Eh, chère petite, 
Moi j'm'en vas, moi tout seul,
Et pour ça, quoi t'as fait, 
Avec moi, il y a, pas longtemps,
Eh, mon cœur fait mal,
De te voir t'en aller,
Aussi loin avec un autre, 
Si j'connais je donne pas mieux.

Après ma mort, tu vas veiller,
Tu vas mendier pour tes mêmes choses,
Quoi t'as fait avec moi,
Il y a, pas longtemps, chère petite.

Jimmy "C" Newman

Jimmy first stint was with Murphy "Chuck" Guillory's billing in 1948.   The Bihari brothers of Modern records had previously helped release Harry Choates' Jole Blon two years earlier and they were scouting other Cajun music in Louisiana.  They had spotted Chuck's band playing Eunice and had them record the song, possibly in New Orleans.  Chuck and J.D. Miller kicked off Jimmy's musical career with his first vocal recording entitled "Chere Petite" (#20-612). The flip-side was "Gran Texas", sung by Julius "Papa Cairo" Lamperez, made famous later by Hank Williams.  However, Miller had struggled to gain commercial awareness.   Even Iry Lejeune in 1954 covered one of his tunes "I Made A Big Mistake", after Newman failed to garner success with it in 1953. His stint didn't last long with Chuck, leaving Chuck's group in 1950 to carry his on his own.

Hey, dear little one,
I'm going, all alone,
And for that, what you've done,
To me, over there, not long ago,
Hey, my heart is broken,
To see you go,
So far away with another,
I know, I won't get better.

After my death, you will watch over me,
You will cry about all the same things,
What have you done to me,
Over there, not long ago, dear little one.

"Chere Petite" featured fiddler Murphy "Chuck" Guillory, pianist Herman Durbin, drummer Curzy "Porkchop" Roy, steel guitarist Julius "Papa Cairo" Lamperez, and bassist Claude "Pete" Duhon.  It wouldn't be until Miller convinced Fred Rose to record Jimmy's "Cry, Cry, Darling" at Rose's Nashville home on Woodmont Ave that Newman became a fixture in the country music scene.  He climbed to the heights of country stardom but he never forgot his roots. He was a tremendous ambassador of our Cajun music and became the first performer on the Grand Ole Opry to sing Cajun French music.

  1. https://www.tennessean.com/story/entertainment/music/2014/06/22/jimmy-c-newman-obituary/11232265/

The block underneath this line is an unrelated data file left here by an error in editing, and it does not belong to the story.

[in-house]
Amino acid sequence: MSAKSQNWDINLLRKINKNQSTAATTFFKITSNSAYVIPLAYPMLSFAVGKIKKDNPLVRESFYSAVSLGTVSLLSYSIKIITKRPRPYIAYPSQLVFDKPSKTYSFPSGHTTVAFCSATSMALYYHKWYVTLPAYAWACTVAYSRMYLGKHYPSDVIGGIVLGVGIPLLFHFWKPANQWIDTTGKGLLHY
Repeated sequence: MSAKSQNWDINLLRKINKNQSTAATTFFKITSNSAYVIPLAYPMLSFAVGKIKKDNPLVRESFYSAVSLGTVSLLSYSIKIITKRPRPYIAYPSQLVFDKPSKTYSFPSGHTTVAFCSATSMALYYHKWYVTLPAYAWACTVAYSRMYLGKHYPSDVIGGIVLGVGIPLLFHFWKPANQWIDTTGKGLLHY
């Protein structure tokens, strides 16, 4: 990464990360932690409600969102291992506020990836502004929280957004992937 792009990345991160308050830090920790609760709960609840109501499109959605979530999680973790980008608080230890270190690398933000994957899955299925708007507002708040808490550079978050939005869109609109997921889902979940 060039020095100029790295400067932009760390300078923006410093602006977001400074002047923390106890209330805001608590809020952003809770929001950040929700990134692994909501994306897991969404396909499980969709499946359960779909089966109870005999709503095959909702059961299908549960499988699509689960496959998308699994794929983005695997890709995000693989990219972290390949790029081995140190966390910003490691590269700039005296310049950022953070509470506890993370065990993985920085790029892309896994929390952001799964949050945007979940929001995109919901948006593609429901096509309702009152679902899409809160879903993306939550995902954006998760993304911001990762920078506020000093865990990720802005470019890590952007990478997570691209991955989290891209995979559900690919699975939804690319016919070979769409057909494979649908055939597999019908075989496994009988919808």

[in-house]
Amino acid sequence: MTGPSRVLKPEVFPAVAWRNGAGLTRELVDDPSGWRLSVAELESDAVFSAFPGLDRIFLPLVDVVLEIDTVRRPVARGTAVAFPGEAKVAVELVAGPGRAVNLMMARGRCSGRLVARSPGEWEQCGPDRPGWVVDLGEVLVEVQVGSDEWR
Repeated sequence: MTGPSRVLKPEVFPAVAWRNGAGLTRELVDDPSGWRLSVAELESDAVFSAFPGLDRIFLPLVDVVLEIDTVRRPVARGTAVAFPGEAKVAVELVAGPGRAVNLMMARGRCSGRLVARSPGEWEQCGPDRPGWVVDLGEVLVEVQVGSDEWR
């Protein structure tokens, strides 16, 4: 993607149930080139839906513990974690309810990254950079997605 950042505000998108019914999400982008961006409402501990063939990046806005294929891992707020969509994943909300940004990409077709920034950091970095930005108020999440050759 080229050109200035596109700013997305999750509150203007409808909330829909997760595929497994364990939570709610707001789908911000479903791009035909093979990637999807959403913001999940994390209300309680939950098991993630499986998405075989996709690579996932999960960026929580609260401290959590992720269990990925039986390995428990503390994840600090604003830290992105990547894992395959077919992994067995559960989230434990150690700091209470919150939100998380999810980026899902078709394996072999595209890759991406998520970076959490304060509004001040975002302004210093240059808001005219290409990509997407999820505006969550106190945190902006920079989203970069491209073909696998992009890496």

2. https://www.usatoday.com/story/life/music/2014/06/22/jimmy-c-newman-opry/11237203/
  3. Lyrics by Stephane F

Release Info:
A Big Texas 20-612A Modern
B Chere Petite 20-612B Modern

Grand Texas (Arhoolie, 1998)
Jimmy C NEWMAN - The Original Cry, Cry, Darling (Jasmine, 2009)

Wednesday, July 14, 2021

"The LeGrange Waltz" - Floyd Leblanc

Influenced first by Luderin Darbone of the Hackberry Ramblers, Cajun fiddler Floyd Leblanc adopted the same western swing style popularized by Texas fiddlers in the late 1940s.   Before long, he was the lead fiddler in Benny Hess' Oklahoma Tornadoes band where they recorded several sides for his Houston-based label Opera.

Aujourd'hui, chère, t'es après m'quitter,
Pour t'en aller dedans les chemins,
Aussi loin, chère, comment tu crois?,
Mais, pourquoi-donc, mais, tu me fais ça?.

Rappelle-toi, ouais, mais, quand tu m'as dit,
Mais, moi je pouvais, mais, plu(s) t'aimer,
Malheureuse, chère, mais, je (ne) veux plus,
Pour ça t'as fait à ton p'tit chien.

Rappelle-toi, ouais, tout ça t'as fait,
Il y a pas longtemps, mais, dis donc "bye-bye",
Moi j'connais, chère, tu vas pleurer,
mais, un jour à venir, mais, malheureuse.

Daily World
Oct 28, 1949

Named after prominent family in the area, Leblanc entitled this 1948 recording "The LaGrange Waltz". His song was a familiar melody that inspired J.B. Fuselier's  Chere Tout Tout and later, Papa Cairo's Chere Poulette.  His group is largely unknown at this time, but it's possible Bennie Hess and Virgil Bozman are on guitars, and B.D. Williams is on bass.  The LaGrange family settled in Calcasieu and notably donated money for a school.  The school was opened in 1929 and remained the primary school in the area until 1954 when the larger high school was built.1    

Today, dear, you've left me,
To go down the country roads,
So far away, dear, how do you think?
Well, so why, well, have you done that to me?

Remember, yeah, well, when you told me,
Well, I cannot, well, love you anymore,
Naughty woman, dear, well, I don't want anymore,
For what you've done to your little man.

Remember, yeah, all you've done,
Over there not long ago, well, so say "bye-bye",
I know, dear, you're going to cry,
Well, to return one day, well, naughty woman. 

  1. http://www.cpsb.org/Page/1019
  2. Lyrics by Stephane F
Release Info:
111-A (638) You Musn’t Cry | Opera 111
111-B (638) The LeGrange Waltz | Opera 111